A memorial to the first civilian killed in Scarborough during the first world war is being called for.
Leonard Ellis was also the first civilian killed in the whole country as a result of the conflict, says Wayne Murray, who wants a plaque on the site of Ellis’s death.
Ellis was a porter at Clare & Hunt chemist on the corner of South Street and St Martin’s Avenue, on the South Cliff. The building is still there.
His large, poor family had moved from the countryside to the town in search of better prospects. However, his father John died in the workhouse in Dean Road in 1909. Ellis’s wife and one of their children died in 1901, leaving him on his own with their other two children.
It is thought that the German bombardment of 16 December 1914 killed Ellis just as he was turning the key in the door of the chemist. He was the first of 19 local civilians killed in the war.
His funeral was big as he was in the Salvation Army and played drums on its marches. The only photo of him known to exist shows him in his uniform. The funeral was reported in the New York Times, says Mr Murray, who has been in touch with a descendant, Linda Ellis.
Scarborough Civic Society has declined to erect a plaque as the circumstances don’t meet its strict criteria.
Secretary Paul Riley said: “We are continually asked about blue plaques from well-meaning people but we have to maintain the integrity of the scheme.
“We have advised Wayne that he could commission a blue plaque, costing around £350, and erect it with the permission of the house owner and council planning department, which would be much cheaper than a memorial bench from the council”, Mr Riley said. Mr Murray is now hoping to do this.
Mr Riley continued: “Whilst Mr Ellis doesn't qualify for a blue plaque under the civic-society criteria, there is information about him and the bombardment online. His name is included in the information which Christine Hepworth provides on her popular town walks which take in the streets attacked in 1914. And his [unmarked] grave is included prominently in the guide produced by the Friends of Dean Road & Manor Road Cemeteries”.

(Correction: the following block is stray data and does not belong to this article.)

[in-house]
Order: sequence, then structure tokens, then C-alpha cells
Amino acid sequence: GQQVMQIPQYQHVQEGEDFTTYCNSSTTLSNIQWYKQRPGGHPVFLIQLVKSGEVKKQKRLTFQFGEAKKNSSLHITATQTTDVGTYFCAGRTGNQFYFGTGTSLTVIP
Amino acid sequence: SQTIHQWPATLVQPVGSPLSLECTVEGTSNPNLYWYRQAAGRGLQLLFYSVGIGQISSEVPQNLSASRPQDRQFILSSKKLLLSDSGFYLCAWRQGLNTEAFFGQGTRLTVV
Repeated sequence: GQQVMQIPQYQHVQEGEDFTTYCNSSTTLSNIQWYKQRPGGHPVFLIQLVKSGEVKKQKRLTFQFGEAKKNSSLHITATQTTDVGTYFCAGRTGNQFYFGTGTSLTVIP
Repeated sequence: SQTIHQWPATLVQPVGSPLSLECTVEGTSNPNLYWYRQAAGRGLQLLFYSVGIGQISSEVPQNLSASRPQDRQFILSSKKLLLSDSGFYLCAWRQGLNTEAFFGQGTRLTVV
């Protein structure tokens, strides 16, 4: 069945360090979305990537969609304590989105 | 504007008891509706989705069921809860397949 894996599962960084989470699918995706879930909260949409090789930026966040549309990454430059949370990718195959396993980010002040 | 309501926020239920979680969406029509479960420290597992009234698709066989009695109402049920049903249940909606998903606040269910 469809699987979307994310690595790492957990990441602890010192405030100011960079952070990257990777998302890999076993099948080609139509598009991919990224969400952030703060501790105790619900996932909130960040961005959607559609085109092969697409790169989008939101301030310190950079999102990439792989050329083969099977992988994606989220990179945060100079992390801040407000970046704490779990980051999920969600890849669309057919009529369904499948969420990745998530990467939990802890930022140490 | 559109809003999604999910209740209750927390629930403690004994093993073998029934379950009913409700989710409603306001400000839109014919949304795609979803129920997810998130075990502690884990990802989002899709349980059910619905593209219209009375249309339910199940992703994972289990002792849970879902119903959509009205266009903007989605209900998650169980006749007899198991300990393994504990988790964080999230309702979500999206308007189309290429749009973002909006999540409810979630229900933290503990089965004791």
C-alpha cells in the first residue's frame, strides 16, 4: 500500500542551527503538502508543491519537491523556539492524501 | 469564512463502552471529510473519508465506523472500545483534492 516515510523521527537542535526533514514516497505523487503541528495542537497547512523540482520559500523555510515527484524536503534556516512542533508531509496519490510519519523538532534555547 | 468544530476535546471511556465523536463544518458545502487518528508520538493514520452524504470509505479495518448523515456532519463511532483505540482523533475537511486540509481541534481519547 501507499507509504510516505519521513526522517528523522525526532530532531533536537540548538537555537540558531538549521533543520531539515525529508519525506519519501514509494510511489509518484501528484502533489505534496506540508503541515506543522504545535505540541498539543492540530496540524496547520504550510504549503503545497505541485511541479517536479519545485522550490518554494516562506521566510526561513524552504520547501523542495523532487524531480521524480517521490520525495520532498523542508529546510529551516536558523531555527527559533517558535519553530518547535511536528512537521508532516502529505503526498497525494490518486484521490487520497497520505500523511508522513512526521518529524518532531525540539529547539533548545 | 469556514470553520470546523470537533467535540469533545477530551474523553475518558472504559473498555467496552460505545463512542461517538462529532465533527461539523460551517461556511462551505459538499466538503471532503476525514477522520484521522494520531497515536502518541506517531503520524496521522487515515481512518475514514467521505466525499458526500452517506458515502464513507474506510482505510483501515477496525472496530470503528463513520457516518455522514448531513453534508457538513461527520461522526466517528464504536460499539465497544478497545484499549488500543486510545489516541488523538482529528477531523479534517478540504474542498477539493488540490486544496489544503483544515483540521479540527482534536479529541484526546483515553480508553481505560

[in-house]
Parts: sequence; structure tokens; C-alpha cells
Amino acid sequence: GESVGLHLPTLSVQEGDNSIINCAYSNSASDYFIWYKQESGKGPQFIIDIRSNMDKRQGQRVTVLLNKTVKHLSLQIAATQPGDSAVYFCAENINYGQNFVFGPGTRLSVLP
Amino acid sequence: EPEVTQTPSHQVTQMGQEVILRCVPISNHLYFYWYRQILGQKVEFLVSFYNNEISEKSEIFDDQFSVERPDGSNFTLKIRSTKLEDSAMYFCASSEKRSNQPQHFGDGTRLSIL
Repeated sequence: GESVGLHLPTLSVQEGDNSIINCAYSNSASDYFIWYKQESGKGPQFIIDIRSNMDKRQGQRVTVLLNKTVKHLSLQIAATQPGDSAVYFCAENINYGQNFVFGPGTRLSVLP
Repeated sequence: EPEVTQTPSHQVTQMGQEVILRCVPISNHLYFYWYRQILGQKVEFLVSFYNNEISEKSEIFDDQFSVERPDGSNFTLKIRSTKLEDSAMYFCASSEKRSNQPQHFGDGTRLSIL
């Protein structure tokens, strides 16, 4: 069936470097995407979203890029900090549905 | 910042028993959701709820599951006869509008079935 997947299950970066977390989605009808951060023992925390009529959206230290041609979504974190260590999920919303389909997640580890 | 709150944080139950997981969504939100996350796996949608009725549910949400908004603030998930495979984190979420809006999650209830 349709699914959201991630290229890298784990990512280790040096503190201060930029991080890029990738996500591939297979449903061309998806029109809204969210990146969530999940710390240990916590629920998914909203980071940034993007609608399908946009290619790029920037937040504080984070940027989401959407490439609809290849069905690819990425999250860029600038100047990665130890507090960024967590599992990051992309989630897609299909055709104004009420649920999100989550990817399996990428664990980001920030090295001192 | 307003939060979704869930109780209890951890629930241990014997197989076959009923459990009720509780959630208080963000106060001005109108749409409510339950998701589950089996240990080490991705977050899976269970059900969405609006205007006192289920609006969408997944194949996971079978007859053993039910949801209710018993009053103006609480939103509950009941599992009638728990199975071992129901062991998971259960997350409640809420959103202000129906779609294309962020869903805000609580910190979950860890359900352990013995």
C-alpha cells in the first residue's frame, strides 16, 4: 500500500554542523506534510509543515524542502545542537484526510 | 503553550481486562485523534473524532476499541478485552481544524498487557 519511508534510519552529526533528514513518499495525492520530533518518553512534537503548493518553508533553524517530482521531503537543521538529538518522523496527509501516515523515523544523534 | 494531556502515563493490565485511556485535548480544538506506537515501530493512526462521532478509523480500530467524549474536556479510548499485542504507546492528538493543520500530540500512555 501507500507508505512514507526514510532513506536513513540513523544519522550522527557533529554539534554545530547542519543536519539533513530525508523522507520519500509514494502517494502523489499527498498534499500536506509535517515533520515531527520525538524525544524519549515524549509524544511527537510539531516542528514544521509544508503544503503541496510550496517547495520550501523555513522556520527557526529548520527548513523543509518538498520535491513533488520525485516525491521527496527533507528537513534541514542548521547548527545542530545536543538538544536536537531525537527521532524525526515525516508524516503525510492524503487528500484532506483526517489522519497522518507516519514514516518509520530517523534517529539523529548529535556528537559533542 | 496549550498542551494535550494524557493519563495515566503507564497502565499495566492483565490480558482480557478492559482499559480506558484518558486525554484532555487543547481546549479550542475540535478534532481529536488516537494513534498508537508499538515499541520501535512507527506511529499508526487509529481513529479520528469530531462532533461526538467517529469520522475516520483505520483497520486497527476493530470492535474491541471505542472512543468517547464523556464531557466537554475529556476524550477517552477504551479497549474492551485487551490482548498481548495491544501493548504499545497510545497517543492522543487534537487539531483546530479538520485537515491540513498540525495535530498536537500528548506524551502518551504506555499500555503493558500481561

The society tries to follow the English Heritage guidelines for erecting blue plaques.
Scarborough doesn’t have any blue plaques relating to WW1 or the bombardment; it has the Oliver's Mount war memorial and plaques in churches.
Mr Murray is from Northern Ireland and has been in Scarborough for 16 years.
He lost his right leg in a motorcycle accident five years ago. While recuperating, he became fascinated with local history. He unearthed about a dozen old bottles while working at the park-and-ride carpark in Seamer Road and has collected many more since.
Along with many other artefacts, they are displayed at his mini-social history museum in the Vaults below the Market Hall, called From Scardeburg to Scarborough. He says: “It is dedicated to the buildings, streets and people who are long since gone. I am trying to establish a social-history museum in the town as we do not have one. I think we should have a building about the town, the people, how they lived and what they used in everyday life. I love Scarborough history”.
He would like to get a life-size statue of Charles Laughton erected in West Square near the Victoria Hotel, where he was born in 1899.